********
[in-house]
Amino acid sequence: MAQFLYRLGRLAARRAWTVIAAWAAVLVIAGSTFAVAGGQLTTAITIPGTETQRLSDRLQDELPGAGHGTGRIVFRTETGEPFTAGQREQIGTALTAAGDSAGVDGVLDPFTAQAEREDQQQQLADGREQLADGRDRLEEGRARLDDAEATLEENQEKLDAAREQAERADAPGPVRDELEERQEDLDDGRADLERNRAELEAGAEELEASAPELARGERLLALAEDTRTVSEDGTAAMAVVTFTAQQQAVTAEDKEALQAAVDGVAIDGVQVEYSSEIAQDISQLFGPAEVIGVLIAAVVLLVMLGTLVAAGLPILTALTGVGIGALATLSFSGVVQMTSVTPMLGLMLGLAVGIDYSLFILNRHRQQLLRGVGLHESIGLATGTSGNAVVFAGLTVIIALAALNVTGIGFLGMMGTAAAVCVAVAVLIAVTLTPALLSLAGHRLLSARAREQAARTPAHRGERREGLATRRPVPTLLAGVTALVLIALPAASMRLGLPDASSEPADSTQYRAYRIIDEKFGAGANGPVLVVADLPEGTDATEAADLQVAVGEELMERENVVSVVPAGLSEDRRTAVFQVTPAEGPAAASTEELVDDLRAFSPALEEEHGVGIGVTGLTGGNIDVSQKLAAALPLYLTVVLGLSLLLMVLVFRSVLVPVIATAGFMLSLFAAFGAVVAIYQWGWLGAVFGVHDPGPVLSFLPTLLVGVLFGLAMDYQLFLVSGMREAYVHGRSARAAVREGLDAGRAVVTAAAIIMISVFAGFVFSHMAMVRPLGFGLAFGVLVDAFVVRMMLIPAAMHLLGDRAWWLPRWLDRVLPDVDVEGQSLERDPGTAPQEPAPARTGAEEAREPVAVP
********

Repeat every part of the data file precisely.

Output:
[in-house]
Amino acid sequence: MAQFLYRLGRLAARRAWTVIAAWAAVLVIAGSTFAVAGGQLTTAITIPGTETQRLSDRLQDELPGAGHGTGRIVFRTETGEPFTAGQREQIGTALTAAGDSAGVDGVLDPFTAQAEREDQQQQLADGREQLADGRDRLEEGRARLDDAEATLEENQEKLDAAREQAERADAPGPVRDELEERQEDLDDGRADLERNRAELEAGAEELEASAPELARGERLLALAEDTRTVSEDGTAAMAVVTFTAQQQAVTAEDKEALQAAVDGVAIDGVQVEYSSEIAQDISQLFGPAEVIGVLIAAVVLLVMLGTLVAAGLPILTALTGVGIGALATLSFSGVVQMTSVTPMLGLMLGLAVGIDYSLFILNRHRQQLLRGVGLHESIGLATGTSGNAVVFAGLTVIIALAALNVTGIGFLGMMGTAAAVCVAVAVLIAVTLTPALLSLAGHRLLSARAREQAARTPAHRGERREGLATRRPVPTLLAGVTALVLIALPAASMRLGLPDASSEPADSTQYRAYRIIDEKFGAGANGPVLVVADLPEGTDATEAADLQVAVGEELMERENVVSVVPAGLSEDRRTAVFQVTPAEGPAAASTEELVDDLRAFSPALEEEHGVGIGVTGLTGGNIDVSQKLAAALPLYLTVVLGLSLLLMVLVFRSVLVPVIATAGFMLSLFAAFGAVVAIYQWGWLGAVFGVHDPGPVLSFLPTLLVGVLFGLAMDYQLFLVSGMREAYVHGRSARAAVREGLDAGRAVVTAAAIIMISVFAGFVFSHMAMVRPLGFGLAFGVLVDAFVVRMMLIPAAMHLLGDRAWWLPRWLDRVLPDVDVEGQSLERDPGTAPQEPAPARTGAEEAREPVAVP